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Making tertiary studies in engineering more relevant

Making tertiary studies in engineering more relevant

Last updated 6 December 2016
Last updated 6 December 2016

New research commissioned by Engineering e2e has found that engineering graduates need to have personal, interpersonal and cognitive capabilities as well as the requisite technical knowledge and skills to be ‘work ready for tomorrow’.

Report cover of Making tertiary studies in engineering more relevant


Otago Polytechnic researchers published the results of the research in a new report called Making Tertiary Studies in Engineering More Relevant. The report aims to help tertiary education organisations understand what employers need from engineering graduates.

The research project was triggered by an Engineering e2e workshop held in June 2015 where the views of 40 New Zealand engineering employers were gathered.

The employers identified the need for nationwide research to provide feedback from graduates on the capabilities and competencies required for their work and a better understanding of how TEOs can keep tertiary education relevant for graduates.

The researchers at Otago Polytechnic adapted a survey used for Australian engineering graduates with three to five years of work experience to use with New Zealand graduates. The survey covered six areas:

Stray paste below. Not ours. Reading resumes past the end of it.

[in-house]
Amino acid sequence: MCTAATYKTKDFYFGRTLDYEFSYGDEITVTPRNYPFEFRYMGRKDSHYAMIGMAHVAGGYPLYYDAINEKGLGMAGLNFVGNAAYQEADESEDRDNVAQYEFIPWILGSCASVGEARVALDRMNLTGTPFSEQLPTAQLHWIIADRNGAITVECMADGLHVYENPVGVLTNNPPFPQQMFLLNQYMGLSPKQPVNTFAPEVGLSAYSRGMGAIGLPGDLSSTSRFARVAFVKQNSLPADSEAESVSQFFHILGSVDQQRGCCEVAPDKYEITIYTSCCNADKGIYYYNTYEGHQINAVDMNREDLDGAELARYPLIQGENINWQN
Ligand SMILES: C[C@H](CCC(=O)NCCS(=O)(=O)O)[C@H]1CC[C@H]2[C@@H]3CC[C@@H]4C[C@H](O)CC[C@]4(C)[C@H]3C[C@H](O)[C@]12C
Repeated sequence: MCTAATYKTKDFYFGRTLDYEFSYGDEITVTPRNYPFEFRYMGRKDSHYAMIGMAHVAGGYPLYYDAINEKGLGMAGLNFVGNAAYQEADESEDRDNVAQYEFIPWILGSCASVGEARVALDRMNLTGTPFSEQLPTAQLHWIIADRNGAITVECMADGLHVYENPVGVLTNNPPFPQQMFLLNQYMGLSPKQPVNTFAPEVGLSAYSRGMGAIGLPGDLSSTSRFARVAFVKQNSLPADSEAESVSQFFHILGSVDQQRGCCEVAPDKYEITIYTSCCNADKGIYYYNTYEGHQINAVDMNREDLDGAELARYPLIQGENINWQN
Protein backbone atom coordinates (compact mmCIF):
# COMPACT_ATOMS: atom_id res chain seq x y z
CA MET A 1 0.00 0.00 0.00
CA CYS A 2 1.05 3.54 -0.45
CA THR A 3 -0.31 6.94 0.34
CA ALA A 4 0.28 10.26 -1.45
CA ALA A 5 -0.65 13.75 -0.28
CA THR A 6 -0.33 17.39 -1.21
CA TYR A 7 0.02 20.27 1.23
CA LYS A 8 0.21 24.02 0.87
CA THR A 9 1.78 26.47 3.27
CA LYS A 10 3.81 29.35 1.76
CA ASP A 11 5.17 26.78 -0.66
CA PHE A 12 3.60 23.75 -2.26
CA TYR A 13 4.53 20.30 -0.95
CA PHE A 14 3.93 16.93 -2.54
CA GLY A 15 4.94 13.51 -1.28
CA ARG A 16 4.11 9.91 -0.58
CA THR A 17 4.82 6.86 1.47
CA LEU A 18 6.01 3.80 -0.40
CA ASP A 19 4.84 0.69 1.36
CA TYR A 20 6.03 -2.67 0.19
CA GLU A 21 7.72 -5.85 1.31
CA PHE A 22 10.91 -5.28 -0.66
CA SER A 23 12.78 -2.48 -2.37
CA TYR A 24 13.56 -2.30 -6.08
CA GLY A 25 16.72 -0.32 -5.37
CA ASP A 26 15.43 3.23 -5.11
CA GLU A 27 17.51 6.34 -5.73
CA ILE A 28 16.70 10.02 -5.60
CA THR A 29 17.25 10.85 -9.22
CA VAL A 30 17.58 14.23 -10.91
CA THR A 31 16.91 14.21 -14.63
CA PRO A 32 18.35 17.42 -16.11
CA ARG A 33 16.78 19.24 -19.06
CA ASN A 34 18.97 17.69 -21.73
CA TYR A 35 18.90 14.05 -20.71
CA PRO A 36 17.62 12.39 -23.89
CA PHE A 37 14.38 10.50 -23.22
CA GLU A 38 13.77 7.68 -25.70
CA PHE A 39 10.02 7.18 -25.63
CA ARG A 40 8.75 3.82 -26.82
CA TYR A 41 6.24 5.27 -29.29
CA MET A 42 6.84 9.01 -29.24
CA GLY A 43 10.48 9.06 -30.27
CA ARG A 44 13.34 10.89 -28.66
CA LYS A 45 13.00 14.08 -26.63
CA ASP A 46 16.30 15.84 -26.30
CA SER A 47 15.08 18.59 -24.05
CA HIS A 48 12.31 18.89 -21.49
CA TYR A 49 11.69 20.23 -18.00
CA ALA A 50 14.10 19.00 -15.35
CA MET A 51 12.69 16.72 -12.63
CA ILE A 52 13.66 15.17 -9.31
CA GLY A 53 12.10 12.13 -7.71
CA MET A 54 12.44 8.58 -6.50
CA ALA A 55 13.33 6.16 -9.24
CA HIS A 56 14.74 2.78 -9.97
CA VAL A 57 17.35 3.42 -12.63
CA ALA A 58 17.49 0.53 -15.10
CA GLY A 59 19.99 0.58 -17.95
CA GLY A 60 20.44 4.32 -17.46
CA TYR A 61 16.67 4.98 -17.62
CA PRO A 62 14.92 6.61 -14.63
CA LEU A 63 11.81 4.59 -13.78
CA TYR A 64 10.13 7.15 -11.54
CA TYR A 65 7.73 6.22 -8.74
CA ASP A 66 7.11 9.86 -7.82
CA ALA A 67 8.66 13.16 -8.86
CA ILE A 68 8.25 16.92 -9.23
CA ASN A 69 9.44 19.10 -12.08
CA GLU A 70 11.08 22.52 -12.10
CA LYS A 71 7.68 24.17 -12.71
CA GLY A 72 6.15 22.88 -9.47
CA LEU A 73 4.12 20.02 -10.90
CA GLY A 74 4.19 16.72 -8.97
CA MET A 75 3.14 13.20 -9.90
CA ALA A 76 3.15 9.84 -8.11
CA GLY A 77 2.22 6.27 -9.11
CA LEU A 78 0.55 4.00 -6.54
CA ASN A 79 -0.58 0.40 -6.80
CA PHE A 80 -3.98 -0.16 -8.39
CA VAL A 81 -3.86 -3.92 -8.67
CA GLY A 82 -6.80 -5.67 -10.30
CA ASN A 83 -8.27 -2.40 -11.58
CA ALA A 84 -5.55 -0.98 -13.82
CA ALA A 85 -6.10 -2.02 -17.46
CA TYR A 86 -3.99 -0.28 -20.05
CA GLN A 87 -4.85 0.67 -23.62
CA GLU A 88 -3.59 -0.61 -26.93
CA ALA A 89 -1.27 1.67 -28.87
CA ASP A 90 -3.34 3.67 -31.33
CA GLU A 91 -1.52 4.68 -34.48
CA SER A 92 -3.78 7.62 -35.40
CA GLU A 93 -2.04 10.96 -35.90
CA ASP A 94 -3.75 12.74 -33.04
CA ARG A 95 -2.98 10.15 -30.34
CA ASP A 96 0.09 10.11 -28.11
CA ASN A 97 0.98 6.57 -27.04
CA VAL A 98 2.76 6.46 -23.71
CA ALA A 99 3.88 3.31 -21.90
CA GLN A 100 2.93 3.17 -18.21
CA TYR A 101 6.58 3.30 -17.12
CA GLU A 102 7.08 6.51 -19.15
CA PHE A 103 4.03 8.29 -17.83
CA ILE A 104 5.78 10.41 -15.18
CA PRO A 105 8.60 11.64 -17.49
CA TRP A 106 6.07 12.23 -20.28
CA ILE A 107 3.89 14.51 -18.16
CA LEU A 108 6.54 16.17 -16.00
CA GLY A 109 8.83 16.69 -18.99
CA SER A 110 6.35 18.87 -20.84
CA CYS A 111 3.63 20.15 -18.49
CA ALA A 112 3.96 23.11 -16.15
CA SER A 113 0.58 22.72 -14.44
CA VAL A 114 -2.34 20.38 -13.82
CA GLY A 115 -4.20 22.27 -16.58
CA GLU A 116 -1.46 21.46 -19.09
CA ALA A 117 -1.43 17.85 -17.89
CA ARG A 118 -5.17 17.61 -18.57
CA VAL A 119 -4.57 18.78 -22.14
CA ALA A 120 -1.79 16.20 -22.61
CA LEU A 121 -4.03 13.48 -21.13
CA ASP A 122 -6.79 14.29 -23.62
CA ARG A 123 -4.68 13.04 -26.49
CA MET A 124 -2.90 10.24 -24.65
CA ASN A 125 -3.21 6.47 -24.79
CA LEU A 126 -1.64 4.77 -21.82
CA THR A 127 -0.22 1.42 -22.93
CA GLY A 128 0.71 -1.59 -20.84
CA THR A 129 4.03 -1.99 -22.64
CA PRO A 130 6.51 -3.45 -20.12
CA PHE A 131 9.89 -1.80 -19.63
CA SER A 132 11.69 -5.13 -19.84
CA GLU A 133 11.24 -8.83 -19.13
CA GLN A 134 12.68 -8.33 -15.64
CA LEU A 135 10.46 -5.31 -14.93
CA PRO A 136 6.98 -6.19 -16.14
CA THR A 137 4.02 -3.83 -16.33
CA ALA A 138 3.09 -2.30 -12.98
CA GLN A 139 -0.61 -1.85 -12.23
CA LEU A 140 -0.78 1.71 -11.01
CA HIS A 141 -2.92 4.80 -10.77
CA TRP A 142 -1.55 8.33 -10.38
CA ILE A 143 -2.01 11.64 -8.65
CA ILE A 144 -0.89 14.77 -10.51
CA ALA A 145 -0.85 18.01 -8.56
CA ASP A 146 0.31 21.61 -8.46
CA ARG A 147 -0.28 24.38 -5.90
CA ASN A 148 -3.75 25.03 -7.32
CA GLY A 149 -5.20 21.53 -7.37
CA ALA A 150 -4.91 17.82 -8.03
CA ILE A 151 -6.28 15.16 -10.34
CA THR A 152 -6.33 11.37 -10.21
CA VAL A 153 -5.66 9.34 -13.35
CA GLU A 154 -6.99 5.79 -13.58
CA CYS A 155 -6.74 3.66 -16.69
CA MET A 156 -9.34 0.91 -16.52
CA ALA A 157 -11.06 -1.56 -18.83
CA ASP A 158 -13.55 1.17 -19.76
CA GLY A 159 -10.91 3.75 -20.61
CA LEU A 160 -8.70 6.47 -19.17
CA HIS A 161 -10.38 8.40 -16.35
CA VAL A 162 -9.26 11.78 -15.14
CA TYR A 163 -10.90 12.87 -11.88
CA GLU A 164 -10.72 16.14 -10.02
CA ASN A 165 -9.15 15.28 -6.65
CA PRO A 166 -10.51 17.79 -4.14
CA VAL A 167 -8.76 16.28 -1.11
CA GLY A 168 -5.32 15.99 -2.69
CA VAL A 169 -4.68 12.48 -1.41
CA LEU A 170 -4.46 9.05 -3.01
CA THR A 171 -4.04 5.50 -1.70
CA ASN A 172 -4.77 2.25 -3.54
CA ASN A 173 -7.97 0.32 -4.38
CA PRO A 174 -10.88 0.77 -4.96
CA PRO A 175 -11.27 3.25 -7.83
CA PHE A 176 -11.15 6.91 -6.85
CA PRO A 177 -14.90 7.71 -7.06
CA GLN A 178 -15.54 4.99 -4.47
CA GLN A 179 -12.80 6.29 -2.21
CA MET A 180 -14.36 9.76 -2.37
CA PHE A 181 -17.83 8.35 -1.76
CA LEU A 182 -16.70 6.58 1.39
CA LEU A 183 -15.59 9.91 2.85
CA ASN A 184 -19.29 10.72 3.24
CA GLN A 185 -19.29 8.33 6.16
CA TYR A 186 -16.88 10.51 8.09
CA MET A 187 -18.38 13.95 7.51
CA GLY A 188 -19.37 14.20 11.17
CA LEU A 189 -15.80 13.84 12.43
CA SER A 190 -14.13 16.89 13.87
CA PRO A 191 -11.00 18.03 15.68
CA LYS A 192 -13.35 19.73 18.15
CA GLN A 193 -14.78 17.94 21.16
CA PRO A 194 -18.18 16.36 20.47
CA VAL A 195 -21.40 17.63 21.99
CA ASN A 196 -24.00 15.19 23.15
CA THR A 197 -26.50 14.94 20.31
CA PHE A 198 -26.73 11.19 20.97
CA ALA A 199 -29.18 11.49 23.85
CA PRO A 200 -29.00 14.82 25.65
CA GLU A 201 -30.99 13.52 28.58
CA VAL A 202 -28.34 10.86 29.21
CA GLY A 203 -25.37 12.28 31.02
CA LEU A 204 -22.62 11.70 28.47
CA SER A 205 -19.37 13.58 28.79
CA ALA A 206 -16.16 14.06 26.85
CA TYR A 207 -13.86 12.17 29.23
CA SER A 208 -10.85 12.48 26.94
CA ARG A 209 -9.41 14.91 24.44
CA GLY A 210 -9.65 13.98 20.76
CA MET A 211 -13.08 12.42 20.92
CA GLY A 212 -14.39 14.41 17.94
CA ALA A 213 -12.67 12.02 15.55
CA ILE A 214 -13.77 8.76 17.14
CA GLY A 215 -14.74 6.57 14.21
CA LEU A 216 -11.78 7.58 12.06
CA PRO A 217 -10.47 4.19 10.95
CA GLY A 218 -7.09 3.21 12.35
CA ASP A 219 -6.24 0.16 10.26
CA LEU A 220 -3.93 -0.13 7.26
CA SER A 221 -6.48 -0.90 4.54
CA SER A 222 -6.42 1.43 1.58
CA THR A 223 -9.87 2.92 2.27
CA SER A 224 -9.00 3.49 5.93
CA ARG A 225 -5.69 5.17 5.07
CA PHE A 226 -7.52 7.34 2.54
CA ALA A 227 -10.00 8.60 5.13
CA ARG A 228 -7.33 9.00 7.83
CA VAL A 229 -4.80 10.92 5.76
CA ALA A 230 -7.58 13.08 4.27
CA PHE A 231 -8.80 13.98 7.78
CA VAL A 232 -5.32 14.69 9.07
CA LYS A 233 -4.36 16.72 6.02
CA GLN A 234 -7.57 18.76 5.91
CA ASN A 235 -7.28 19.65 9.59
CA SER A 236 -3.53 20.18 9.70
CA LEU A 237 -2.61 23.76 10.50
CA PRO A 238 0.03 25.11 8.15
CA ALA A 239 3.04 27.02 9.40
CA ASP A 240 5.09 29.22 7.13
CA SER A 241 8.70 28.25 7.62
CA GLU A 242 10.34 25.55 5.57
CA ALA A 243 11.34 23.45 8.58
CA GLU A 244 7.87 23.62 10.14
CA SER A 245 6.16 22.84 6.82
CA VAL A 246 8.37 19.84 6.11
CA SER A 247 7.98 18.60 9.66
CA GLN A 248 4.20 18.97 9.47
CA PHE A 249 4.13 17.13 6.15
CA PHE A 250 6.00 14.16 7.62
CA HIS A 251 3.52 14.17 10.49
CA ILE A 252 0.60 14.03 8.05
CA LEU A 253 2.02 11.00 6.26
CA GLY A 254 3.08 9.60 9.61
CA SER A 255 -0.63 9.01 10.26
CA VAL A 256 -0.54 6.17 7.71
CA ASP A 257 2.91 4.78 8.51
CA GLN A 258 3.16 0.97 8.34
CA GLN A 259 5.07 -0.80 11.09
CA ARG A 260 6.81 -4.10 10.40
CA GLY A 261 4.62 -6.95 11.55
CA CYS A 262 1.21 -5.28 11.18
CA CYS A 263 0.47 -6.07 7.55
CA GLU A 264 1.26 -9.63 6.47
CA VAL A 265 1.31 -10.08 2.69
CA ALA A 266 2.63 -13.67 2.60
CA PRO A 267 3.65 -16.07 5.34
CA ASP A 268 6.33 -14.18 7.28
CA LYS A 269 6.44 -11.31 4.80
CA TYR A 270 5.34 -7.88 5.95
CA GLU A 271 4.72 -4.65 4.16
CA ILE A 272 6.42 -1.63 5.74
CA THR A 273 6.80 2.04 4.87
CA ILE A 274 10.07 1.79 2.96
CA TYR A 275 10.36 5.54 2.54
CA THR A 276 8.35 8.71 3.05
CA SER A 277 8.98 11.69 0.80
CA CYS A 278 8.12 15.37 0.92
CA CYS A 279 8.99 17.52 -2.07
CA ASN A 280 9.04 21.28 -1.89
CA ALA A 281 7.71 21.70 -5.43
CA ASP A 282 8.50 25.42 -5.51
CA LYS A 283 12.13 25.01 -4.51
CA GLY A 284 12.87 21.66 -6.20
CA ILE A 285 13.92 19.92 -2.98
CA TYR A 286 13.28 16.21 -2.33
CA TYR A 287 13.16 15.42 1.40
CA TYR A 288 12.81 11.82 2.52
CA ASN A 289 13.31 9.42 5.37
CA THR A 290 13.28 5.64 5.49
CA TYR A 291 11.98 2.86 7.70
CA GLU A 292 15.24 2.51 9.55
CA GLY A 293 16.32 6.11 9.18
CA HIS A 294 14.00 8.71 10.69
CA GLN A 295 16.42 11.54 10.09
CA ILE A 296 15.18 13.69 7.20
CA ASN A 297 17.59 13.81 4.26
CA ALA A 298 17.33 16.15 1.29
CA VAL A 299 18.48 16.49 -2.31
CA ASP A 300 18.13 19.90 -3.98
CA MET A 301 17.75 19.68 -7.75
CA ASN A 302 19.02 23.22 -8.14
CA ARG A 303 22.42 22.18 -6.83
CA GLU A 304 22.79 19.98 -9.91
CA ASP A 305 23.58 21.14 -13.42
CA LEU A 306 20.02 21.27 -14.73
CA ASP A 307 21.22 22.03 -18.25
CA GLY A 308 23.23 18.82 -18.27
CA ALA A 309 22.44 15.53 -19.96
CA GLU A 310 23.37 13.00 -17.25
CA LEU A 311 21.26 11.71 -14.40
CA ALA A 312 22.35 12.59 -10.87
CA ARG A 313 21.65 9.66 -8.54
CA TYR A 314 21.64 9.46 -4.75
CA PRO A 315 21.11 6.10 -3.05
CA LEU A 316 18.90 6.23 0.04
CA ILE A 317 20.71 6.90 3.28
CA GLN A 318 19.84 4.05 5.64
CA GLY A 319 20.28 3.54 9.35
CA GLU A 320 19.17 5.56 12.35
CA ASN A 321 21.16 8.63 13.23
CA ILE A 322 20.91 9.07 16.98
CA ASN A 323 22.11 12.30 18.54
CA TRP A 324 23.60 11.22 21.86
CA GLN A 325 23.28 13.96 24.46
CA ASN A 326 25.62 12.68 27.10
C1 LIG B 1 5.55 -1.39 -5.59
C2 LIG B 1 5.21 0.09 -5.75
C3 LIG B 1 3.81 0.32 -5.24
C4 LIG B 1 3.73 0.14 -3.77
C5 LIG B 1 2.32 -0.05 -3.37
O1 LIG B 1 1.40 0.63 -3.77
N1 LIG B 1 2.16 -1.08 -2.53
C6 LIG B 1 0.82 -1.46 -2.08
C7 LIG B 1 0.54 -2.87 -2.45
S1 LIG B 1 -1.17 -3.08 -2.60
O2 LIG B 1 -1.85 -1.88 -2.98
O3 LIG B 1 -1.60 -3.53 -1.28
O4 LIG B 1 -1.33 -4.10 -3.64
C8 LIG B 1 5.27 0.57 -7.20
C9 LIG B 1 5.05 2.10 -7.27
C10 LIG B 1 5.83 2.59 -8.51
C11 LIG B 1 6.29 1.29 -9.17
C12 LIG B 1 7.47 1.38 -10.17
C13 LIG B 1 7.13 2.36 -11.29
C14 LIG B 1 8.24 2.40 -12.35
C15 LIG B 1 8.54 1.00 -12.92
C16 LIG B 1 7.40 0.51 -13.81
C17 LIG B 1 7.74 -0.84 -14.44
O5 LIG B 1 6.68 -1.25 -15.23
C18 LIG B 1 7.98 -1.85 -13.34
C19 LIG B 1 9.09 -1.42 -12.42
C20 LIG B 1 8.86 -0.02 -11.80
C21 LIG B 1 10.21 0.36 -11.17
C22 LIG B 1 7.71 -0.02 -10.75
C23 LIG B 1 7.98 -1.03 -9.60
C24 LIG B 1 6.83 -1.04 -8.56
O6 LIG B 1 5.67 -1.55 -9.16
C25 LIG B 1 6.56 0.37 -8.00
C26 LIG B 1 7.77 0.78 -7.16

• judging effectiveness at work
  • personal capabilities
  • interpersonal capabilities
  • intellectual capabilities
  • key skills and knowledge
  • keeping tertiary education relevant.

Graduates rated the importance of each area in effective, early career practice. They were also asked. where appropriate, to what extent this area had been given focus in their professional studies. The responses were analysed to identify themes and reasons why graduates rated items as they did.

In rating strategies to keep higher education relevant. graduates placed great value on:

  • work placements
  • problem-based assessment rather than memorising
  • facts
  • real-world case-studies
  • projects that developed personal, interpersonal capabilities delivered by teaching staff with current industry experience.

More than 80 percent of graduates described their work as challenging, particularly when things went wrong in terms of:

  • their professional/ethical capabilities
  • time management
  • problem-solving
  • decision-making skills
  • and coping with stress.

The online survey was followed by workshops with employers, staff from tertiary engineering schools, Engineering e2e Project Steering Group members, and representatives from the Institution of Professional Engineers New Zealand. The workshop participants tested the veracity of the data produced and discussed the key findings and their implications.

The report makes 13 recommendations for TEOs, employers, the Tertiary Education Commission, the Productivity Commission and the Ministry of Business, Innovation and Employment.

The Engineering e2e Steering Group is now planning to discuss implementation of the recommendations with tertiary providers and government agencies.

Download the PDF of the full report (PDF, 5 Mb)


Feature image by Chris Sisarich, courtesy of New Zealand Story.